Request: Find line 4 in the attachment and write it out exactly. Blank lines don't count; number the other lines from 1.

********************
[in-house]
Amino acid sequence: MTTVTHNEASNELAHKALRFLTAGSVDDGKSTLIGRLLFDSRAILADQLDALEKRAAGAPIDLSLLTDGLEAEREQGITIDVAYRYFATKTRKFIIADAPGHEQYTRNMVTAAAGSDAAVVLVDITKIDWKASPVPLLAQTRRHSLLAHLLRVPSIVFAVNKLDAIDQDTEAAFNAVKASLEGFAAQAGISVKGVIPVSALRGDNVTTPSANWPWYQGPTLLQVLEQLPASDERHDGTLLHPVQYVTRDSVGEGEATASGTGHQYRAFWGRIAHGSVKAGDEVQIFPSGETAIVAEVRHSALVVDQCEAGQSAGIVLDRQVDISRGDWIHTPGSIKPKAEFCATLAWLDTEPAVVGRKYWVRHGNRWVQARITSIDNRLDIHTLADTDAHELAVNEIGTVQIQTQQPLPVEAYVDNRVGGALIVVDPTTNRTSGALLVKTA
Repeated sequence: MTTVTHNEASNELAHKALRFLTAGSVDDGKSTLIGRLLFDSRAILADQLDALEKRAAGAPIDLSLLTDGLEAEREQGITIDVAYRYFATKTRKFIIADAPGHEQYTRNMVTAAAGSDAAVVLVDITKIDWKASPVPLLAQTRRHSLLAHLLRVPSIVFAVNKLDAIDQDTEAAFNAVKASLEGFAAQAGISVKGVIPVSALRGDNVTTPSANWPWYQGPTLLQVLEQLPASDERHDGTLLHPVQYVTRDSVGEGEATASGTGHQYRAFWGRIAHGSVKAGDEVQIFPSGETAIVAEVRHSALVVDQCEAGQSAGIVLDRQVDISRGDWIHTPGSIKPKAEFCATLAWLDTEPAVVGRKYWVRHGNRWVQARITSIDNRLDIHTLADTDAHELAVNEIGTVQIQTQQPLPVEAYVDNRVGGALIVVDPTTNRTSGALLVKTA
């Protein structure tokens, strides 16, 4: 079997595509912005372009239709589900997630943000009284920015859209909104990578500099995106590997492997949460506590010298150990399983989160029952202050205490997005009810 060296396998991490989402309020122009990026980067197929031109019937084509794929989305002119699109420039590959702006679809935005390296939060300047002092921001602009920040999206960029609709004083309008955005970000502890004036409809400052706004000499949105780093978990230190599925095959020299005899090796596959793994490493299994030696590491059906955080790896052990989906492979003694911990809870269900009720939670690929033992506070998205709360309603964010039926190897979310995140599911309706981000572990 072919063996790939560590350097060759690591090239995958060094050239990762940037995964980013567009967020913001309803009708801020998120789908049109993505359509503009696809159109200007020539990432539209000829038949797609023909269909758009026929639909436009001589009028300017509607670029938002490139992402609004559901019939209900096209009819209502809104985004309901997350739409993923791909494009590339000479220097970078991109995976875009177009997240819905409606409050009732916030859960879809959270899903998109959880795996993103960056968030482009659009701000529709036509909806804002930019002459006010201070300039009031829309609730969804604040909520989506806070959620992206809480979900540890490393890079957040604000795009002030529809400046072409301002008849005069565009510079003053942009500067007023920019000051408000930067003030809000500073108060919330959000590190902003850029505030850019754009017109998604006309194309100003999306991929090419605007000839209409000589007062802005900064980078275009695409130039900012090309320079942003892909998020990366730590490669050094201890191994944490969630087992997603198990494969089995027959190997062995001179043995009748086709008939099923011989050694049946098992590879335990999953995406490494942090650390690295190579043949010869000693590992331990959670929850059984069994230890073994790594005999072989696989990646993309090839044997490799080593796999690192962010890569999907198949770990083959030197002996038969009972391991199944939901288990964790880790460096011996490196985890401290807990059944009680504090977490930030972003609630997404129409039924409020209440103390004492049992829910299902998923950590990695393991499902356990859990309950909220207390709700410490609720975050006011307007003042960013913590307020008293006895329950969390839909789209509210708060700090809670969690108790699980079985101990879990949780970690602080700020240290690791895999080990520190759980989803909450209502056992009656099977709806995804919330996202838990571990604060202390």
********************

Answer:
């Protein structure tokens, strides 16, 4: 079997595509912005372009239709589900997630943000009284920015859209909104990578500099995106590997492997949460506590010298150990399983989160029952202050205490997005009810 060296396998991490989402309020122009990026980067197929031109019937084509794929989305002119699109420039590959702006679809935005390296939060300047002092921001602009920040999206960029609709004083309008955005970000502890004036409809400052706004000499949105780093978990230190599925095959020299005899090796596959793994490493299994030696590491059906955080790896052990989906492979003694911990809870269900009720939670690929033992506070998205709360309603964010039926190897979310995140599911309706981000572990 072919063996790939560590350097060759690591090239995958060094050239990762940037995964980013567009967020913001309803009708801020998120789908049109993505359509503009696809159109200007020539990432539209000829038949797609023909269909758009026929639909436009001589009028300017509607670029938002490139992402609004559901019939209900096209009819209502809104985004309901997350739409993923791909494009590339000479220097970078991109995976875009177009997240819905409606409050009732916030859960879809959270899903998109959880795996993103960056968030482009659009701000529709036509909806804002930019002459006010201070300039009031829309609730969804604040909520989506806070959620992206809480979900540890490393890079957040604000795009002030529809400046072409301002008849005069565009510079003053942009500067007023920019000051408000930067003030809000500073108060919330959000590190902003850029505030850019754009017109998604006309194309100003999306991929090419605007000839209409000589007062802005900064980078275009695409130039900012090309320079942003892909998020990366730590490669050094201890191994944490969630087992997603198990494969089995027959190997062995001179043995009748086709008939099923011989050694049946098992590879335990999953995406490494942090650390690295190579043949010869000693590992331990959670929850059984069994230890073994790594005999072989696989990646993309090839044997490799080593796999690192962010890569999907198949770990083959030197002996038969009972391991199944939901288990964790880790460096011996490196985890401290807990059944009680504090977490930030972003609630997404129409039924409020209440103390004492049992829910299902998923950590990695393991499902356990859990309950909220207390709700410490609720975050006011307007003042960013913590307020008293006895329950969390839909789209509210708060700090809670969690108790699980079985101990879990949780970690602080700020240290690791895999080990520190759980989803909450209502056992009656099977709806995804919330996202838990571990604060202390």